They were detained for three days in one of the centers known as "hieleras," or iceboxes, because of the intense cold from the air conditioning. “My girl arrived with a covered chest. She had a lot of coughing, and she was all bitten by the insects of the desert, and that cold hurt her a lot,” he said.
On the third day of their detentions, without any explanation, David and his daughter were put on a plane and returned to Mexico, this time through Tijuana, Baja California. They were received by the staff of the National Migration Institute of Mexico, which placed them in one of the shelters in the border city.
Under Title 42 to curb the spread of Covid-19, migrants who are detained at the border are returned to Mexico while their petitions for asylum are processed.
As of this year, 100,000 migrants a month are returned to Mexico, according to CBP.
David was scared when he arrived in Tijuana, fearing they would be kidnapped again. But Pastor Gustavo Banda, who welcomed him to the shelter where 3,000 migrants are housed, assured him that there would be in no danger.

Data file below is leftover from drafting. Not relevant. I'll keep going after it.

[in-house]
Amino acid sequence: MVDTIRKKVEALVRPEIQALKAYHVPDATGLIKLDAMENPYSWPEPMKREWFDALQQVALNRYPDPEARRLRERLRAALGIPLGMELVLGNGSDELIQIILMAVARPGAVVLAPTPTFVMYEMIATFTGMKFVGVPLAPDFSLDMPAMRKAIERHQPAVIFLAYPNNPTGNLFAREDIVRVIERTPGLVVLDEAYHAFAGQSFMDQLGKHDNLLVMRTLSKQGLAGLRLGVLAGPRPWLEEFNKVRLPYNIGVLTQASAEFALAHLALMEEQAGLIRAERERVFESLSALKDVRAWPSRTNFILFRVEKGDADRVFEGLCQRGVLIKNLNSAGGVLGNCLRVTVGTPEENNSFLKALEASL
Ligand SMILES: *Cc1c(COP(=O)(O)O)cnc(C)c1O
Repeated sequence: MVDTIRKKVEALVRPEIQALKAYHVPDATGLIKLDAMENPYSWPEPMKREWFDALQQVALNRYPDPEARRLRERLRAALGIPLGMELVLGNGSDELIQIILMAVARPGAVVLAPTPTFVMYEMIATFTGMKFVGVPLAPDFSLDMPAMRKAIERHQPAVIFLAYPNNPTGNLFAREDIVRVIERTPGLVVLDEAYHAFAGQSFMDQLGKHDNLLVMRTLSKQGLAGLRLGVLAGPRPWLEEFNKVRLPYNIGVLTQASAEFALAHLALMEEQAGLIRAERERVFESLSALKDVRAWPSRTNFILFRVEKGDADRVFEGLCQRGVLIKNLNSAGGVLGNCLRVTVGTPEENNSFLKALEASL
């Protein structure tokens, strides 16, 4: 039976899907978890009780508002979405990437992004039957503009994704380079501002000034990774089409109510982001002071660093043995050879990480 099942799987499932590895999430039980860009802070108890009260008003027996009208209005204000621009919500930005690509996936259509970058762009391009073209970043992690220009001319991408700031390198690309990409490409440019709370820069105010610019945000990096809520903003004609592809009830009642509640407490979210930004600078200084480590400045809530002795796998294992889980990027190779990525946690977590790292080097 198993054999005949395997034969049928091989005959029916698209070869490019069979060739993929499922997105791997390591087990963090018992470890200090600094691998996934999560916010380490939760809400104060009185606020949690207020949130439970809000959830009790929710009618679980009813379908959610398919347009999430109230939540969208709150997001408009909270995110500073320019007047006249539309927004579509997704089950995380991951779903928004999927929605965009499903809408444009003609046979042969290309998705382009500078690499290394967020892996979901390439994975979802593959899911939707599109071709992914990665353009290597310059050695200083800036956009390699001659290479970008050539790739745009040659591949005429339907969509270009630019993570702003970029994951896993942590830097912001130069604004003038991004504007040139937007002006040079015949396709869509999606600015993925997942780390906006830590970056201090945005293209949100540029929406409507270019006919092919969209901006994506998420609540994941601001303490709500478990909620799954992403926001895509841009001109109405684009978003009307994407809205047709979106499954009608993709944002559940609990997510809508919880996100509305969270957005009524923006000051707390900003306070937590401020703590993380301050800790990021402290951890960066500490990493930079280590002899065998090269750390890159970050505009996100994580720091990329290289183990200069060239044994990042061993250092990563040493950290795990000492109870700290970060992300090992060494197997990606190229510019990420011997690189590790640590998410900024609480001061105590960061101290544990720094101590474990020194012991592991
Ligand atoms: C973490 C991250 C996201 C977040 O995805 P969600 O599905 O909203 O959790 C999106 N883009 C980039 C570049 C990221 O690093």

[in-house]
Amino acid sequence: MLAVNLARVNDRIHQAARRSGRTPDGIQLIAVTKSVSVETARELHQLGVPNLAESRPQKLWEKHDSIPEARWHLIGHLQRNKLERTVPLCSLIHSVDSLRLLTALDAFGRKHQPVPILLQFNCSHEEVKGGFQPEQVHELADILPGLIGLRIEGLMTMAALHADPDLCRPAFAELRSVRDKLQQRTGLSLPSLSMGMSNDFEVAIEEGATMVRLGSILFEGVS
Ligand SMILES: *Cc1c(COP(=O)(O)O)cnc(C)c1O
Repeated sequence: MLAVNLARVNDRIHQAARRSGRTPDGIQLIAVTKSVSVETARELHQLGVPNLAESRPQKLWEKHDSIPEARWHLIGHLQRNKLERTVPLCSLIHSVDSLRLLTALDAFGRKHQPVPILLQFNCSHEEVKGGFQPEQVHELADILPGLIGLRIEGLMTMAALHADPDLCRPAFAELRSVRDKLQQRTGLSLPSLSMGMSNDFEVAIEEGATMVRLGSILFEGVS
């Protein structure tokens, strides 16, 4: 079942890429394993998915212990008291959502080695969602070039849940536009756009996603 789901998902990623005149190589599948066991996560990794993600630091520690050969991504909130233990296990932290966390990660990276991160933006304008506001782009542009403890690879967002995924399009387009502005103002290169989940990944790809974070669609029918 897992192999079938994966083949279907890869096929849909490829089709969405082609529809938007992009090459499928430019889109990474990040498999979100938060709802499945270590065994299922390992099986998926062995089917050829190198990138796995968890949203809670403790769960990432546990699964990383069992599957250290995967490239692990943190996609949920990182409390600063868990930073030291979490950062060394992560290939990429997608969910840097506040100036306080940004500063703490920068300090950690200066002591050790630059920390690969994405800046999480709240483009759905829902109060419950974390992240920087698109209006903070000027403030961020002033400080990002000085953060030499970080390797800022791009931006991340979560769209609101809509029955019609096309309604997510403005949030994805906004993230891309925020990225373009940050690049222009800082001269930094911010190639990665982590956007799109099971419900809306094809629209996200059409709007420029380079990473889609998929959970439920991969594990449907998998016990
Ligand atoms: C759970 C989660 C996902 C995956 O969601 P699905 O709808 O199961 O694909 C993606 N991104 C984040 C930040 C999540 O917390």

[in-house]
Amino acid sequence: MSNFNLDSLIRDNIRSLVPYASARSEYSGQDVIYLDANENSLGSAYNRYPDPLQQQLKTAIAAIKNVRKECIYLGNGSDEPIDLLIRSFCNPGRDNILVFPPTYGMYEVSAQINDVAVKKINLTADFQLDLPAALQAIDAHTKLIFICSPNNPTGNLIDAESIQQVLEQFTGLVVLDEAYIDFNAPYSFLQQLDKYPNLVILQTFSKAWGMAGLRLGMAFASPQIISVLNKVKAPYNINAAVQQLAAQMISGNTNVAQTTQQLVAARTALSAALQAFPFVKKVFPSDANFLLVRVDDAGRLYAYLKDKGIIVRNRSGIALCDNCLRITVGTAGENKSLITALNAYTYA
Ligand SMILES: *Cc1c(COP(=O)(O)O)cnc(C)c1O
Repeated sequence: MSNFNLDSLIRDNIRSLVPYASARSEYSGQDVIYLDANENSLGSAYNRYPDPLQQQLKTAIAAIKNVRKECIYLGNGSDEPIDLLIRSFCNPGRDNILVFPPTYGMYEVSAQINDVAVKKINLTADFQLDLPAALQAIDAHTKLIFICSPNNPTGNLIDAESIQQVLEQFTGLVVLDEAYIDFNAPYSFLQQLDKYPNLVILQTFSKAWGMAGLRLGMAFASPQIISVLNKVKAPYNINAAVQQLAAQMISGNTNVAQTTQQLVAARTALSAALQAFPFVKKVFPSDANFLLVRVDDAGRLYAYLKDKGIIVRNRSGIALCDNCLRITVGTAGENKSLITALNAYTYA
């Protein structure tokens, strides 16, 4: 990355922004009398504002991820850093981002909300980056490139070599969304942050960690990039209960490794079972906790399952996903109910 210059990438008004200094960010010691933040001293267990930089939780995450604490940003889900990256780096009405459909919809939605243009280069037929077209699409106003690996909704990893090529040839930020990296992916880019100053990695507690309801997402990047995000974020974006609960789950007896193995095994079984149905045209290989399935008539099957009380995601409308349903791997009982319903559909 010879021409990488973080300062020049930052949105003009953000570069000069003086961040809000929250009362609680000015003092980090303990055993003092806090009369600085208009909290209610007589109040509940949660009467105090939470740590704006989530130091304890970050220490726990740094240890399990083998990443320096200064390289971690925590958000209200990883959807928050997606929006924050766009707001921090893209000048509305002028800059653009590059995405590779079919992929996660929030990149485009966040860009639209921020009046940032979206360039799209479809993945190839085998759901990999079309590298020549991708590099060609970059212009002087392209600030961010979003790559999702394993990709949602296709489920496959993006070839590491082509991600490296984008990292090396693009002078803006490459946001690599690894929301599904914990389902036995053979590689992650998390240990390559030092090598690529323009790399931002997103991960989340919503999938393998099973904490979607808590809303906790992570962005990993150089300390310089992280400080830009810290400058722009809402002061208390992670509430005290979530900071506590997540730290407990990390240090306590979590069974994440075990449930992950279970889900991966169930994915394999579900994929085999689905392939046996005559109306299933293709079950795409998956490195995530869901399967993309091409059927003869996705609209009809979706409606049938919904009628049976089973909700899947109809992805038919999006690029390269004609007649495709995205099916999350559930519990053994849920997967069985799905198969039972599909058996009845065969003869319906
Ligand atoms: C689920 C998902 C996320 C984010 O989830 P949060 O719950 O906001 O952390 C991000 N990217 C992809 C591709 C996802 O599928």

Antonio Carpio, Baja California's anti-kidnapping prosecutor, said there aren’t as many migrant kidnappings in his state compared to other northern Mexican border areas because “the criminal groups that operate there are not interested in that business.” They look for other ways to finance themselves, such as drug trafficking, he said.
He said that migrants have been kidnapped in recent years in Tecate and Mexicali but that Tijuana is a safe place for foreigners who live in shelters and in camps like El Chaparral, where 1,500 migrants are housed.